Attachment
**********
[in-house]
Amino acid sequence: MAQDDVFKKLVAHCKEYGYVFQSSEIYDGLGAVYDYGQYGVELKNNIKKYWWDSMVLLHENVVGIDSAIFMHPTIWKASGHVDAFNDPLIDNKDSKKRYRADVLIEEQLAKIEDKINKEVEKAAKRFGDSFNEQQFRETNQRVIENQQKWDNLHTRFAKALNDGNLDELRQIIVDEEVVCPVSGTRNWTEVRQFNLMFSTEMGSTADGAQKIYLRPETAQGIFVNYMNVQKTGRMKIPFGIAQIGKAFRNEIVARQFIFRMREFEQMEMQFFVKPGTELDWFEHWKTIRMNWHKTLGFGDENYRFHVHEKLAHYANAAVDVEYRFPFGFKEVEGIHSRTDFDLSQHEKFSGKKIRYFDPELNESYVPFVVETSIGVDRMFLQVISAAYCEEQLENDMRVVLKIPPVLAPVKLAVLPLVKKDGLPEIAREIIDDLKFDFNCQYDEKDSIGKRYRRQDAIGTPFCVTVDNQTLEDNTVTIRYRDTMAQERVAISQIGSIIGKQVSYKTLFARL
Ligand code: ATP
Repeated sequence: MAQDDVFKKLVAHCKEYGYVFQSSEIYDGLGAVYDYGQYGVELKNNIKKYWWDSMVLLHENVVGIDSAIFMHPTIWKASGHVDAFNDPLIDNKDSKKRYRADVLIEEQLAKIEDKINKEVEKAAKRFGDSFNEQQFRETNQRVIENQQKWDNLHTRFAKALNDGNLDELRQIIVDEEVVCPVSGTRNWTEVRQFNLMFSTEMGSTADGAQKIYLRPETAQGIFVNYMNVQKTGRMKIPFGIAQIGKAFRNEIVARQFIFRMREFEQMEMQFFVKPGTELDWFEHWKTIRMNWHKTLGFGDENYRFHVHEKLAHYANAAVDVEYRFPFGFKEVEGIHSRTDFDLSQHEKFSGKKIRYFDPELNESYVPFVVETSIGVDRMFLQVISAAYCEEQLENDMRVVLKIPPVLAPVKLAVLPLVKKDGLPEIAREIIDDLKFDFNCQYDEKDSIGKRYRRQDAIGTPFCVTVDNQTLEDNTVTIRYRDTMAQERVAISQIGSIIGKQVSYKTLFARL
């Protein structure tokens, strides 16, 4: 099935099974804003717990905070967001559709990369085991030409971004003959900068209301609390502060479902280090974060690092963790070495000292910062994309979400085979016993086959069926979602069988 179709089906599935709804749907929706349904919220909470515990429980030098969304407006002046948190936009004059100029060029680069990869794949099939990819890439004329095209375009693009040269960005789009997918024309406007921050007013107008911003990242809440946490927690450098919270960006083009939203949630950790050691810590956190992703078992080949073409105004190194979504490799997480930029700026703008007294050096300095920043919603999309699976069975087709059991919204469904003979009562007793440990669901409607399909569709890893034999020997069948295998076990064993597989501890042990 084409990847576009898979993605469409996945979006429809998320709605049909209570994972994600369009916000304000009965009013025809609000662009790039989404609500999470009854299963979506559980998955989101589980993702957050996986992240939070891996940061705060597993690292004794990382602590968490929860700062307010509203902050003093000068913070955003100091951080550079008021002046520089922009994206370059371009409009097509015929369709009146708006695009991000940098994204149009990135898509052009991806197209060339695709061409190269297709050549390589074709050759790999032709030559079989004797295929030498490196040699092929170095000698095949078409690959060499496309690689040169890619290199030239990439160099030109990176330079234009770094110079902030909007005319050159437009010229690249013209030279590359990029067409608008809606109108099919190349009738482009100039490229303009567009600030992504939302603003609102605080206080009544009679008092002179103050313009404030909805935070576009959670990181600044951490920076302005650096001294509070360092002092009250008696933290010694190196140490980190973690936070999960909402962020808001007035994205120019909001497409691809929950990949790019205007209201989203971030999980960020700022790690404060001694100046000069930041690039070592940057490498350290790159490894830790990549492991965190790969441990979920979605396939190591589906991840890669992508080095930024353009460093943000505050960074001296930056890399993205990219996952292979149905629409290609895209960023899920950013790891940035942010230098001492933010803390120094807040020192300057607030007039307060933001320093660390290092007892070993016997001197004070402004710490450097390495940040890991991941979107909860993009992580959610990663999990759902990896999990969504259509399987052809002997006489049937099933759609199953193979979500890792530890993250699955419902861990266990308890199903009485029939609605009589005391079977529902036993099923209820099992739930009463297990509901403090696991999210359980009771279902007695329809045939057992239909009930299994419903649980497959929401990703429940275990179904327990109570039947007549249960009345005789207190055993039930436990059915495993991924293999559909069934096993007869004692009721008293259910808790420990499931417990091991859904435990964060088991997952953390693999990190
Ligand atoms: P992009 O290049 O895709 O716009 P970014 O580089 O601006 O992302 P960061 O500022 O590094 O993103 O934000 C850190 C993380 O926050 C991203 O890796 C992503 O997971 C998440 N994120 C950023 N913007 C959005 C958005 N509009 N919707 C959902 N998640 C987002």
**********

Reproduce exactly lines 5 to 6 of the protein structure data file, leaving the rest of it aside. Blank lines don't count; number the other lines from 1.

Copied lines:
């Protein structure tokens, strides 16, 4: 099935099974804003717990905070967001559709990369085991030409971004003959900068209301609390502060479902280090974060690092963790070495000292910062994309979400085979016993086959069926979602069988 179709089906599935709804749907929706349904919220909470515990429980030098969304407006002046948190936009004059100029060029680069990869794949099939990819890439004329095209375009693009040269960005789009997918024309406007921050007013107008911003990242809440946490927690450098919270960006083009939203949630950790050691810590956190992703078992080949073409105004190194979504490799997480930029700026703008007294050096300095920043919603999309699976069975087709059991919204469904003979009562007793440990669901409607399909569709890893034999020997069948295998076990064993597989501890042990 084409990847576009898979993605469409996945979006429809998320709605049909209570994972994600369009916000304000009965009013025809609000662009790039989404609500999470009854299963979506559980998955989101589980993702957050996986992240939070891996940061705060597993690292004794990382602590968490929860700062307010509203902050003093000068913070955003100091951080550079008021002046520089922009994206370059371009409009097509015929369709009146708006695009991000940098994204149009990135898509052009991806197209060339695709061409190269297709050549390589074709050759790999032709030559079989004797295929030498490196040699092929170095000698095949078409690959060499496309690689040169890619290199030239990439160099030109990176330079234009770094110079902030909007005319050159437009010229690249013209030279590359990029067409608008809606109108099919190349009738482009100039490229303009567009600030992504939302603003609102605080206080009544009679008092002179103050313009404030909805935070576009959670990181600044951490920076302005650096001294509070360092002092009250008696933290010694190196140490980190973690936070999960909402962020808001007035994205120019909001497409691809929950990949790019205007209201989203971030999980960020700022790690404060001694100046000069930041690039070592940057490498350290790159490894830790990549492991965190790969441990979920979605396939190591589906991840890669992508080095930024353009460093943000505050960074001296930056890399993205990219996952292979149905629409290609895209960023899920950013790891940035942010230098001492933010803390120094807040020192300057607030007039307060933001320093660390290092007892070993016997001197004070402004710490450097390495940040890991991941979107909860993009992580959610990663999990759902990896999990969504259509399987052809002997006489049937099933759609199953193979979500890792530890993250699955419902861990266990308890199903009485029939609605009589005391079977529902036993099923209820099992739930009463297990509901403090696991999210359980009771279902007695329809045939057992239909009930299994419903649980497959929401990703429940275990179904327990109570039947007549249960009345005789207190055993039930436990059915495993991924293999559909069934096993007869004692009721008293259910808790420990499931417990091991859904435990964060088991997952953390693999990190
Ligand atoms: P992009 O290049 O895709 O716009 P970014 O580089 O601006 O992302 P960061 O500022 O590094 O993103 O934000 C850190 C993380 O926050 C991203 O890796 C992503 O997971 C998440 N994120 C950023 N913007 C959005 C958005 N509009 N919707 C959902 N998640 C987002």